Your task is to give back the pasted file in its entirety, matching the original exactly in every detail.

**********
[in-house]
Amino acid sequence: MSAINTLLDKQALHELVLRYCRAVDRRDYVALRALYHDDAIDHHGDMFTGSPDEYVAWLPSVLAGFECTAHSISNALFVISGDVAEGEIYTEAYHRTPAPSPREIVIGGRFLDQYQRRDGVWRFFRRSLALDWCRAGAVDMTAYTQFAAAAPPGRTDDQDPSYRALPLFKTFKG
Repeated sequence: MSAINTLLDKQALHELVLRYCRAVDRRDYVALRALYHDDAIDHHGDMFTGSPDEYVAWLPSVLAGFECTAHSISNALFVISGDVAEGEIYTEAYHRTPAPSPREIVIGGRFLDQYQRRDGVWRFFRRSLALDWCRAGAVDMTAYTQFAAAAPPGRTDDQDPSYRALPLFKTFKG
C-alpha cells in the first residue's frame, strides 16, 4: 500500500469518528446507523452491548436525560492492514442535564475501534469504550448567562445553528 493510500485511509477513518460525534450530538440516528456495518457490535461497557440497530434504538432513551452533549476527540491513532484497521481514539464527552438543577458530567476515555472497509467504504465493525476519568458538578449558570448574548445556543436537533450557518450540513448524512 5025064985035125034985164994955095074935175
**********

[in-house]
Amino acid sequence: MSAINTLLDKQALHELVLRYCRAVDRRDYVALRALYHDDAIDHHGDMFTGSPDEYVAWLPSVLAGFECTAHSISNALFVISGDVAEGEIYTEAYHRTPAPSPREIVIGGRFLDQYQRRDGVWRFFRRSLALDWCRAGAVDMTAYTQFAAAAPPGRTDDQDPSYRALPLFKTFKG
Repeated sequence: MSAINTLLDKQALHELVLRYCRAVDRRDYVALRALYHDDAIDHHGDMFTGSPDEYVAWLPSVLAGFECTAHSISNALFVISGDVAEGEIYTEAYHRTPAPSPREIVIGGRFLDQYQRRDGVWRFFRRSLALDWCRAGAVDMTAYTQFAAAAPPGRTDDQDPSYRALPLFKTFKG
C-alpha cells in the first residue's frame, strides 16, 4: 500500500469518528446507523452491548436525560492492514442535564475501534469504550448567562445553528 493510500485511509477513518460525534450530538440516528456495518457490535461497557440497530434504538432513551452533549476527540491513532484497521481514539464527552438543577458530567476515555472497509467504504465493525476519568458538578449558570448574548445556543436537533450557518450540513448524512 5025064985035125034985164994955095074935175